Research methods

The research was implemented using a multiple case study strategy with data collection taking the form of surveys for quantitative data and focus groups and interviews for qualitative data. Stakeholders across all ten countries were included in the research.

The first phase of data collection comprised of two versions of an electronic survey, one for completion by the distributors and the other by the networks. The surveys themselves were translated into the ten local languages and made available on the webropol service. In the second phase of data collection, stakeholders took part in semi structured interviews or focus groups, covering five key themes; pricing, distribution, communication, ordering, and future challenges.

The Business Model Canvas by Osterwalder & Pigneur (Osterwalder 2004) ) was used to bring the results together and develop a scalable business model that would be piloted in the ten countries.

Research Findings

The research unearthed a vast amount of information, from which business models could be drawn up, implemented, and finally tested. The outcome of the research thesis itself was a hybrid BMC aimed towards producers within the BSF (Rusanen 2019, 77). As producers become more integrated and grow within the local food networks, they can turn to the BMC to gain a better understanding of the factors that should be considered as they grow. An interesting and important recommendation that effects all parts of the business model is that of building an e-platform upon blockchain technology. The question that arises at this point is, how feasible is the integration of this technology system into existing e-platforms.

The research indicated that many forms of e-platforms are being used throughout the BSR. These platforms vary in the way they have been implemented and used, some are government run platforms, others are privately run, for profit businesses. Not all platforms are used for ordering and payments. The key element is that the platforms are region wide, in other words they allow access to all LFS stakeholders within the local region.

Moving forward to implementation

Ultimately, the study answered the research questions and additionally presented a recommended best-case scenario situation for LFS. In theory, implementing the recommendations promises great gains for all members of the value chain. However, in practice, making such changes to existing systems is less than straightforward. The producers who are at the core of this change, typically face barriers such as time constraints, lack of business knowledge, and lack of financial resources. Some LFS whose capacity is too small to warrant expansion might also resist implementation of the recommendations. It is clear that support is needed from government sources in order to ensure producers are receiving sound business advice along with tools for pricing and marketing their products.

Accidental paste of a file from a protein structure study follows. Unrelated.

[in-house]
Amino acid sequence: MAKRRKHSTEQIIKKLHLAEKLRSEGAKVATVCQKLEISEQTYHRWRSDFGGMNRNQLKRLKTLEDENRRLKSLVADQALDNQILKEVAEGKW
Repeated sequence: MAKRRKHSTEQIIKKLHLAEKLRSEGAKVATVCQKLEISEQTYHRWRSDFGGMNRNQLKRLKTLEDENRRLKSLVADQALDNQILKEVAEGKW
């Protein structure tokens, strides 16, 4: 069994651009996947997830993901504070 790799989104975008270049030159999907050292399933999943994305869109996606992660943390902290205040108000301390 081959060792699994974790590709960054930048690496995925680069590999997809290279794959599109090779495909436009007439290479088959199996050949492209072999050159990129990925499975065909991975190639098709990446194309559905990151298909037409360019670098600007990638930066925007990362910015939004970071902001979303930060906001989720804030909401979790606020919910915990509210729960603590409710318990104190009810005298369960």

Figure 1. Best-case scenario (Figure by Lydia Rusanen)

The best-case scenario shown in image 1 was based on an e-platform run using blockchain technology, however, EU funding is needed to initiate its use and help producers and distributors make the changes to their existing practices so that they can fit in to the blockchain system.

There is a real risk that the recommendations made will not be implemented if this ground work is not laid. If sustainability and security is sought after by EU policy, it might be necessary to consider incentives for local stakeholders to follow this route. Especially if the initial investment is a trade-off with profit.

Undeniably sustainability and blockchain are two trends that promise to take the business world by storm in the coming decade. LFS are part of a growing environmental movement and rather than focus on well known, age-old systems, the way needs to be paved for smarter technology.


Crawford, E. 2018. From 7 Days to 2 Seconds: Blockchain Can Help Speed Trace-back, Improve Food Safety and Reduce Waste. [Cited 13 Nov 2018] . Available at:

Interreg Baltic Sea Region. 2017. Baltic Sea Food Application Form.

Osterwalder, A. 2004. The Business Model Ontology: A Proposition In A Design Science Approach. PHD Thesis. Universite de Lausanne. [Cited 13 Nov 2018]. Available at:

Roy, H. 2016. The Role of Local Food in Restaurants: A Comparison Between Restaurants and Chefs in Vancouver, Canada and Christchurch, New Zealand. PHD Thesis. University of Canterbury. Christchurch. [Cited 23 Oct 2018]. Available at:

Rusanen, L. 2019. Sustainable B2B Business Models for Local Food in The Baltic Sea Region. Bachelor’s Thesis. Lahti University of Applied Sciences. Lahti. [Cited 16 May 2019]. Available at:


Lydia Rusanen has studied Business and Administration at The Faculty of Business and Hospitality Management at Lahti University of Applied Sciences and has graduated and received a BBA degree in May 2019.

Brett Fifield has been actively involved in developing Business Schools for the Finnish Universities of Applied Sciences since 1994. Most recently he has been responsible for courses in Futures and Strategies, Innovation and Creativity, Digital Services and Leadership and Management of Projects in Distributed Organizations in Lahti University of Applied Sciences.

Illustration: (CC0)

Published 9.9.2019

Reference to this publication

Rusanen, L. & Fifield, B. 2019. A comprehensive investigation of local food systems in the Baltic Sea Region. LAMK Pro. [Cited and date of citation]. Available at: